The mission of the programme is to give students both a strong disciplinary focus (in sociology, labour law, management and organizational behaviour, psychology of work) and a substantive attention to socio-economic behaviour and processes, in particular from the point of view of labour and organizations. ESLS continues the mission of the PhD programme in Labour Studies of the University of Milan and the PhD programme in Economic Sociology of the University of Brescia, including in the faculty also scholars from the universities of Turin, Milan-Bicocca and Pavia. All courses are taught in English, while the dissertation might be written in English as well as in Italian, depending on the topic and on the supervisor's judgement.
To this purpose, the programme aims at:
giving the students a scientific training, embedded in current, cutting-edge international research, on the substantive topics concerning the relations between the economy and society, with a strong focus on the regulatory problems currently facing public and private decision-makers;
giving the students a full set of theoretical, methodological and technical skills, with particular attention to applied statistics and data analysis, in line with the current progresses in social and economic sciences;
giving each student the chance to specialize herself in the substantive sub-field (see below) she will choose for her dissertation, and to produce an excellent piece of empirical work. In principle, each dissertation should produce at least one paper to be published in an international indexed journal, or in the way each discipline reckons to be excellent;
guaranteeing each student the possibility to develop the key skills which today are required as a professional support of a social science researcher, that is: high level knowledge of the English language, capacity of communicating research results, first-hand knowledge of the procedures of scientific publishing and of the way the international scientific labour market works.
In order to structure a large number of substantive topics, six broad areas of specialization are offered. Each student will choose the one who best suits her research interests and use it as a starting point for her research project. Of course trespassing and contamination are allowed and, in case, encouraged.
1. Social institutions and the economy
The impact of institutions on economic behaviour, processes and outcomes is one of the core topics of sociology since the founding fathers of the discipline, and it has remained there in each wave of renewal of the discipline, as in the case of Parsons' synthesis in the 1950s and the new economic sociology since the 1980s. Economic sociologists looking at this topic do not just relate to economists, both institutionalists and belonging to the neo-classical mainstream. Indeed, there are different theoretical approaches to the interaction between institutions and the economy, related to the classical and current contributions of social sciences such as sociology, anthropology, economics and political science. Each approach has its own analytical frame and policy conclusions, but all are similar as they see the economy as a densely institutionalized system, with a close interconnection between the macro and the micro level.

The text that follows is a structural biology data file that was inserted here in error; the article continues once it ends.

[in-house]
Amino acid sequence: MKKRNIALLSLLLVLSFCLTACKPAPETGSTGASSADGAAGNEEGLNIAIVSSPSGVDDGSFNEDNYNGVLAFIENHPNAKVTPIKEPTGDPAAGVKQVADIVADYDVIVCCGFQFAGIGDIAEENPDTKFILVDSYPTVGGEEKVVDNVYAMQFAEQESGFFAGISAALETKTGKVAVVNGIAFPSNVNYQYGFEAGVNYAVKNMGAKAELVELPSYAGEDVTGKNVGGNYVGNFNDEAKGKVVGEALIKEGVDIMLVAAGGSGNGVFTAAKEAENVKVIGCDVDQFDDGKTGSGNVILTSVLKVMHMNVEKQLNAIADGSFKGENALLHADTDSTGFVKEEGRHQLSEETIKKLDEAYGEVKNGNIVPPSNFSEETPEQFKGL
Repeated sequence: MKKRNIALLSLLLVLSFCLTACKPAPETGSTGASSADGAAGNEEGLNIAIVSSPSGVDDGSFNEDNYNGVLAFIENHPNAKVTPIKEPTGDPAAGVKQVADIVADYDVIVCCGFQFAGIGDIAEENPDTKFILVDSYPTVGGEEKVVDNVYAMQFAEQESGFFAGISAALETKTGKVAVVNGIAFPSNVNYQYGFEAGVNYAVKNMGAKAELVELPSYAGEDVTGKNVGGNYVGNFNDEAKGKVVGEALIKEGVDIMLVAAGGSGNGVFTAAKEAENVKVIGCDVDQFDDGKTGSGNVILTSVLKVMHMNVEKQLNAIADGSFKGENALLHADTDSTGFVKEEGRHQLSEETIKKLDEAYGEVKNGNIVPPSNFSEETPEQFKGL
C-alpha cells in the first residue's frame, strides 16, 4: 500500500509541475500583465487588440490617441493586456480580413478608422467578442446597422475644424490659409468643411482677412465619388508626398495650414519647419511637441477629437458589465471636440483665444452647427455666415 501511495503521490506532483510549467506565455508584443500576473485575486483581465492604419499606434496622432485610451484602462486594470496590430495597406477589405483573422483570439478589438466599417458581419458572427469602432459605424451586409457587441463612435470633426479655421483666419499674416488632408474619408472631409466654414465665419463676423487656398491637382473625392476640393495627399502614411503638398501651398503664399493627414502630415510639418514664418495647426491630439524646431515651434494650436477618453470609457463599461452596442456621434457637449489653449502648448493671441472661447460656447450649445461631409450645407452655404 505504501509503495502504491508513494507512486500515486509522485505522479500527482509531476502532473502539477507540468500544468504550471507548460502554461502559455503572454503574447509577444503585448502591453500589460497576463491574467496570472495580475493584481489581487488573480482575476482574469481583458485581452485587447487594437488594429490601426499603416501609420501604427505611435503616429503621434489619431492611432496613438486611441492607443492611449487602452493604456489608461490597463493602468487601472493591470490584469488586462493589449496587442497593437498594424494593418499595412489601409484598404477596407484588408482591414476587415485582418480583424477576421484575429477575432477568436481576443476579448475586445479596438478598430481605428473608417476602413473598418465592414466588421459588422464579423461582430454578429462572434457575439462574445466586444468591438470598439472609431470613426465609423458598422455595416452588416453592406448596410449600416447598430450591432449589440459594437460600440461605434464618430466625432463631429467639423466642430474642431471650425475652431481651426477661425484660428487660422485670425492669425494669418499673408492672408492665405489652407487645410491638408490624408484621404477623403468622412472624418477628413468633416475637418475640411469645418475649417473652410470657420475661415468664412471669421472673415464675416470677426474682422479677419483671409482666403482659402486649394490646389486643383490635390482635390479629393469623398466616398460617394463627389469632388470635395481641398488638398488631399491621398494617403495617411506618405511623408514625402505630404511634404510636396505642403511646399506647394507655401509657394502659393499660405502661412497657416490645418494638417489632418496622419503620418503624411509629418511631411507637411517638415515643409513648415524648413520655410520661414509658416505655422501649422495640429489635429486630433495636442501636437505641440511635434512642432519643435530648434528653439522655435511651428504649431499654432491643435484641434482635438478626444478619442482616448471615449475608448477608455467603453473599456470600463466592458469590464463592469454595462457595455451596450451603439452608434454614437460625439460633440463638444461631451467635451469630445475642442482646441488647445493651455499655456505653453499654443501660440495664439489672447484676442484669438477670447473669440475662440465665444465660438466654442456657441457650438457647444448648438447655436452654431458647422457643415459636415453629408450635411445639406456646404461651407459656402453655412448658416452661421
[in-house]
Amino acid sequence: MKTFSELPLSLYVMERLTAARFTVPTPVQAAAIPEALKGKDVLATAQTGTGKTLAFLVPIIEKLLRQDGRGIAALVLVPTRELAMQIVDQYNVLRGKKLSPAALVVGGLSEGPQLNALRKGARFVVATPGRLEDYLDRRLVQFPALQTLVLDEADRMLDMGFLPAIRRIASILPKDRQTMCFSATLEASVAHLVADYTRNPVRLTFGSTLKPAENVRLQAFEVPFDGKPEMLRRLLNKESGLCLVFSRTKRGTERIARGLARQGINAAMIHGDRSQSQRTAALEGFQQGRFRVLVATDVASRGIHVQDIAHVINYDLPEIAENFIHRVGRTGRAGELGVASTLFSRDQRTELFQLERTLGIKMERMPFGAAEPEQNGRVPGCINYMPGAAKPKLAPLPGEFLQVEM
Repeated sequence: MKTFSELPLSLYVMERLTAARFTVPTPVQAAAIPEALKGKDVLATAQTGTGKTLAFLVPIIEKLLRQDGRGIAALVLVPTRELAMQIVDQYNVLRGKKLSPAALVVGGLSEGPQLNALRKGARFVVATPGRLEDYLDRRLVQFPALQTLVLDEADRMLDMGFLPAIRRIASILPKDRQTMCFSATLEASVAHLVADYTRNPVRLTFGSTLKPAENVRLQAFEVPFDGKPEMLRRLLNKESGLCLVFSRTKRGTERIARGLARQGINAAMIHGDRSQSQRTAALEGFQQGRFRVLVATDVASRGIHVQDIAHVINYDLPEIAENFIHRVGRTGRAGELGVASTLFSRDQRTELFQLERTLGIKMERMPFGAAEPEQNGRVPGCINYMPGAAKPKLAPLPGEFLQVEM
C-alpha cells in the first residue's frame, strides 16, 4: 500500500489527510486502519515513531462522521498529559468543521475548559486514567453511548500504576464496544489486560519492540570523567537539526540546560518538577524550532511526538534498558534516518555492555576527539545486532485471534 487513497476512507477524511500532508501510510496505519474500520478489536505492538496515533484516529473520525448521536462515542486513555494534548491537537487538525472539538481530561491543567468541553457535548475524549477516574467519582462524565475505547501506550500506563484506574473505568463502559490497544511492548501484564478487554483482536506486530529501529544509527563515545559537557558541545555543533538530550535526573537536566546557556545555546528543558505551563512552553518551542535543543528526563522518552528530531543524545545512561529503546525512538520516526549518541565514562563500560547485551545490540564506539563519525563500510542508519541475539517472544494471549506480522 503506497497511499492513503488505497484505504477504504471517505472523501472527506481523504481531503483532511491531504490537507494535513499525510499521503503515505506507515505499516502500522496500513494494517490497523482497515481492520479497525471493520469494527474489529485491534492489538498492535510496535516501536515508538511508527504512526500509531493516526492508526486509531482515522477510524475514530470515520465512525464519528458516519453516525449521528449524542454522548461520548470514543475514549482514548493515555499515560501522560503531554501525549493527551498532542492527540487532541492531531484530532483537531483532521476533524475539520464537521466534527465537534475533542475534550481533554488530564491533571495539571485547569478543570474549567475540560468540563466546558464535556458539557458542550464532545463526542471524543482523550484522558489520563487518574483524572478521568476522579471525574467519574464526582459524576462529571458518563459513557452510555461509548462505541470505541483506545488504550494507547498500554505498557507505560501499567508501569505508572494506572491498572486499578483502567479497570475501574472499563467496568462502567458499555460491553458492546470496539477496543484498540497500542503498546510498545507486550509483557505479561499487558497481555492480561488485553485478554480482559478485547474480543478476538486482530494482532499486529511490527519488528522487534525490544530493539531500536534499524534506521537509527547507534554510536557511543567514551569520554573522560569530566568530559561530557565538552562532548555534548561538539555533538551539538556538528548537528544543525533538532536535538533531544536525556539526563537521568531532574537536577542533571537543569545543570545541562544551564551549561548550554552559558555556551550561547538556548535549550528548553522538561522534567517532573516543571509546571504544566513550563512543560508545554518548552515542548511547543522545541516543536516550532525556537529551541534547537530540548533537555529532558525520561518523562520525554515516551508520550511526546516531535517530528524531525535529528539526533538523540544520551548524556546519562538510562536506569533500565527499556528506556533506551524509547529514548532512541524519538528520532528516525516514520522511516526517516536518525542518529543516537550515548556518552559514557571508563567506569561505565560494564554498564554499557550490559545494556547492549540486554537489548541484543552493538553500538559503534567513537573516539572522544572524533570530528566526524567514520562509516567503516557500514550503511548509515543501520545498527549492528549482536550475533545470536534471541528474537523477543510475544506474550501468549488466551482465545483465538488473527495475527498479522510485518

Among the topics of this research stream, a core place is held by the analyses of the processes leading to the creation of conventions and institutions, mostly via repeated interactions and the establishment of expectations of cooperative behaviour. Another frontier topic is the study of the role of strategic action in the definition of new economic rules and institutions on the part of the so-called "institutional entrepreneurs".
2. Labour studies
This is another field traditionally at the core of the discipline, including important sub-fields such as industrial relations and labour law. Central to this area is the analysis of the working of the labour market, that is of the interactions between demand and supply of labour and the institutional setting in which such interactions take shape, both in the private and the public sector of the economy. According to this perspective, the labour market is not an insulated, self-standing arena, but is a part of society. This means that what happens in the labour market has to be related to larger social processes, such as those concerning the functioning of social, legal and associative regulatory mechanisms and the production of social inequality.
On one side, the analysis may focus on the macro-level interactions between labour market and education, welfare, the legal institutions, the structure of the family and the representation of collective interests. On the other side, also individual work experiences are of great interest, with particular reference to the relations between work careers and the life course (from the school degree to the retirement); the contents of jobs and work activities, in terms of quality,, working conditions and individual satisfaction; the mechanisms matching labour supply and demand, with the crucial role in this process of social capital, institutions and regulatory systems.
This is a clearly multi-disciplinary approach, involving sociology, economic sociology, labour law, labour economics and the psychology of work and organizations. Among the recent advances, on one side there is the increasing availability of large international datasets, as a basis for systematic cross-national comparison; on the other the 'law and economics' approach, promoting an analysis of legal institutions based on neoclassical economics
3. Complex organizations